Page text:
One of the most important dating tools used in archaeology may sometimes give misleading data, new study shows - and it could change whole historical timelines as a result.
The discrepancy is due to significant fluctuations in the amount of carbon-14 in the atmosphere, and it could force scientists to rethink how they use ancient organic remains to measure the passing of time.
A comparison of radiocarbon ages across the Northern Hemisphere suggests we might have been a little too hasty in assuming how the isotope - also known as radiocarbon - diffuses, potentially shaking up controversial conversations on the timing of events in history.
By measuring the amount of carbon-14 in the annual growth rings of trees grown in southern Jordan, researchers have found some dating calculations on events in the Middle East – or, more accurately, the Levant – could be out by nearly 20 years.
That may not seem like a huge deal, but in situations where a decade or two of discrepancy counts, radiocarbon dating could be misrepresenting important details.
The science behind the dating method is fairly straightforward: nitrogen atoms in the atmosphere hit with cosmic radiation are converted into a type of carbon with eight neutrons. This carbon – which has an atomic mass of 14 – has a chance of losing that neutron to turn into a garden variety carbon isotope over a predictable amount of time.
By comparing the two categories of carbon in organic remains, archaeologists can judge how recently the organism that left them last absorbed carbon-14 out of its environment.
Over millennia the level of carbon-14 in the atmosphere changes, meaning measurements need to be calibrated against a chart that takes the atmospheric concentration into account, such as INTCAL13.
The current version of INTCAL13 is based on historical data from North America and Europe, and has a fairly broad resolution over thousands of years. Levels do happen to spike on a local and seasonal basis with changes in the carbon cycle, but carbon-14 is presumed to diffuse fast enough to ignore these tiny bumps.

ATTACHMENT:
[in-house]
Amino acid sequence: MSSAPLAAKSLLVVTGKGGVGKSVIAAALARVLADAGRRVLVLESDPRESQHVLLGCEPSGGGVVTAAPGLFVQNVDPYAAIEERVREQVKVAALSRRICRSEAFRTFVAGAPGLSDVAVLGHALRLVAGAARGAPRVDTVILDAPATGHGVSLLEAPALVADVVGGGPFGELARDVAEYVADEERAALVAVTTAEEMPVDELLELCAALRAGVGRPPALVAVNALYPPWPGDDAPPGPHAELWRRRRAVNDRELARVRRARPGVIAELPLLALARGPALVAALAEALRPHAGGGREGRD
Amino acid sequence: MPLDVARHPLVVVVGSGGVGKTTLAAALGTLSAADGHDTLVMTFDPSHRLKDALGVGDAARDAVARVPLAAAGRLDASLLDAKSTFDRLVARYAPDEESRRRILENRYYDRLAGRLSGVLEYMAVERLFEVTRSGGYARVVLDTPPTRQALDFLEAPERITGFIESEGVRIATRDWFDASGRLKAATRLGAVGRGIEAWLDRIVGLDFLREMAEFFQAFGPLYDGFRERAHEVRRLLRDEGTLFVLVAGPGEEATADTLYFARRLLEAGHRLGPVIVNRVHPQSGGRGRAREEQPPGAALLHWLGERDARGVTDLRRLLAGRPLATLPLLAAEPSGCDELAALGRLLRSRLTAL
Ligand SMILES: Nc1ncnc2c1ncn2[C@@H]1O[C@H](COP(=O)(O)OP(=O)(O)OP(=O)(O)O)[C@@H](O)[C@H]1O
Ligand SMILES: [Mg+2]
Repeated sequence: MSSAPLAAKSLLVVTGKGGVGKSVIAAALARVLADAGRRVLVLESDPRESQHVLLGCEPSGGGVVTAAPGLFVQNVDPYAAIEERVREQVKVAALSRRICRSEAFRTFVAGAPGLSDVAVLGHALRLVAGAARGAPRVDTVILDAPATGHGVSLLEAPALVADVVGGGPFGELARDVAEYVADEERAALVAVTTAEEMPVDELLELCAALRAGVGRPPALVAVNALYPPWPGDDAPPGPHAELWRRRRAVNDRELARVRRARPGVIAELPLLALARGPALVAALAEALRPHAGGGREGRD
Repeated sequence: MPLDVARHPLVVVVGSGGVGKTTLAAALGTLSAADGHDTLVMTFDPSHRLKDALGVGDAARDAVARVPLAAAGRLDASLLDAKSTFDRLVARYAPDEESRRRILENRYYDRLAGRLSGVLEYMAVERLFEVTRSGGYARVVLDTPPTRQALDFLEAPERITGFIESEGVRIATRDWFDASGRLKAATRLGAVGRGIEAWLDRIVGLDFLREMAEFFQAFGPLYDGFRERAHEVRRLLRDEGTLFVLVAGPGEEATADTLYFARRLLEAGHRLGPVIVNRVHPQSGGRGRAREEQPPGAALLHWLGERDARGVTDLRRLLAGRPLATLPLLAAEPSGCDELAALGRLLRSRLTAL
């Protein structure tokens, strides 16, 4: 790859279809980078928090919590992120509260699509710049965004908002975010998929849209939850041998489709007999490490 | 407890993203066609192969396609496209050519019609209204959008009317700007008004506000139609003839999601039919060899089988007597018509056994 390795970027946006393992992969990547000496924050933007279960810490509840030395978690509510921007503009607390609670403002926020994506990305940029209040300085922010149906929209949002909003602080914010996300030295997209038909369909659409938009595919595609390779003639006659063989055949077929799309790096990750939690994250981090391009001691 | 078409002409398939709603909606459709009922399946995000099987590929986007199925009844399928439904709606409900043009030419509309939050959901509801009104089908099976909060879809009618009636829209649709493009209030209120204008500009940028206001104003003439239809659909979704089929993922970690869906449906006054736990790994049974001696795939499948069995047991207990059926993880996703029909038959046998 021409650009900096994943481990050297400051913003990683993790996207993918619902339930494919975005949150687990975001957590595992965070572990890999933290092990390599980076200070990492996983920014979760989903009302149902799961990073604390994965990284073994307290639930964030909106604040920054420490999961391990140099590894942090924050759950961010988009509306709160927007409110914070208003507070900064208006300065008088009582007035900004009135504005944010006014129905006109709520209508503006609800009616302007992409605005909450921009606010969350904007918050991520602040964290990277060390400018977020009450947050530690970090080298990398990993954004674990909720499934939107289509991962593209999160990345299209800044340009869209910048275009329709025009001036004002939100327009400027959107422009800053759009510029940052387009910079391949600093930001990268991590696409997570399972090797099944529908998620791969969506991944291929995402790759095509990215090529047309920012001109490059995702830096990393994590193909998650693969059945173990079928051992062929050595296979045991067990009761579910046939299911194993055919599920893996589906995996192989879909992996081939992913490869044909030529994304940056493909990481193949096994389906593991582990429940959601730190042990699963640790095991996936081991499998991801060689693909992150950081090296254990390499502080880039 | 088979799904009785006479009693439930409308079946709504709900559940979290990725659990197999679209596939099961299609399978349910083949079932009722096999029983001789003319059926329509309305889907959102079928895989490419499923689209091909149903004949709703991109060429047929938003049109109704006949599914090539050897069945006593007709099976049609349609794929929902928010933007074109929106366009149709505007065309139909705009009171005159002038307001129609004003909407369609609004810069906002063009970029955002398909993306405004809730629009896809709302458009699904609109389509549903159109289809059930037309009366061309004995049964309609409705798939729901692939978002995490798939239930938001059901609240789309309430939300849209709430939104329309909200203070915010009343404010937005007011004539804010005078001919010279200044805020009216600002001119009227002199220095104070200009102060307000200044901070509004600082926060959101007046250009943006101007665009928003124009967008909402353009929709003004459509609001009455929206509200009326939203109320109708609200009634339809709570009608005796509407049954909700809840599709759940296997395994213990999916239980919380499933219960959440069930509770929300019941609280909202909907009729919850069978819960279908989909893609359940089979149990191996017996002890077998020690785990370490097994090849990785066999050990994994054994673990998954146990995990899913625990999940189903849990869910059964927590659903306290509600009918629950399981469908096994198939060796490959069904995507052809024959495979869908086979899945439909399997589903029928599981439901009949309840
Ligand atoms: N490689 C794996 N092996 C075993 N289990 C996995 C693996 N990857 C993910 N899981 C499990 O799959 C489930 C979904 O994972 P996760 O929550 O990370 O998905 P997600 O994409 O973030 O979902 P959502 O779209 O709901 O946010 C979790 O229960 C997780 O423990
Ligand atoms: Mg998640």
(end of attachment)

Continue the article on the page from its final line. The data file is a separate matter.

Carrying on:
At least, that was the assumption until now.
"We know from atmospheric measurements over the last 50 years that radiocarbon levels vary through the year, and we also know that plants typically grow at different times in different parts of the Northern Hemisphere," says archaeologist Sturt Manning from Cornell University.
"So we wondered whether the radiocarbon levels relevant to dating organic material might also vary for different areas and whether this might affect archaeological dating."
The tree rings were samples of Jordanian juniper that grew in the southern region of the Middle East between 1610 and 1940 CE. By counting the tree rings, the team were able to create a reasonably accurate timeline of annual changes in carbon-14 uptake for those centuries.
Alarmingly, going by INTCAL13 alone, those same radiocarbon measurements would have provided dates that were older by an average of 19 years.
The difference most likely comes down to changes in regional climates, such as warming conditions. Extrapolating the findings back to earlier periods, archaeologists attempting to pinpoint Iron Age or Biblical events down to a few years would no doubt have a serious need to question their calibrations.
One controversial example is the dating of a single layer of archaeology at the Bronze and Iron Age city buried at Tel Rehov.
Just a few decades of difference could help resolve an ongoing debate over the extent of Solomon's biblical kingdom, making findings like these more than a minor quibble in a politically contested part of the world.
"Our work indicates that it's arguable their fundamental basis is faulty – they are using a calibration curve that is not accurate for this region," says Manning.
Collecting additional data from different geographical areas and taking a closer look at historical climate trends could help sharpen calibration techniques, especially in hotly debated regions.
For the time being, archaeologists covering history in the Levant are being advised to take their dates with a pinch of salt.
This research was published in the Proceedings of the National Academy of Sciences.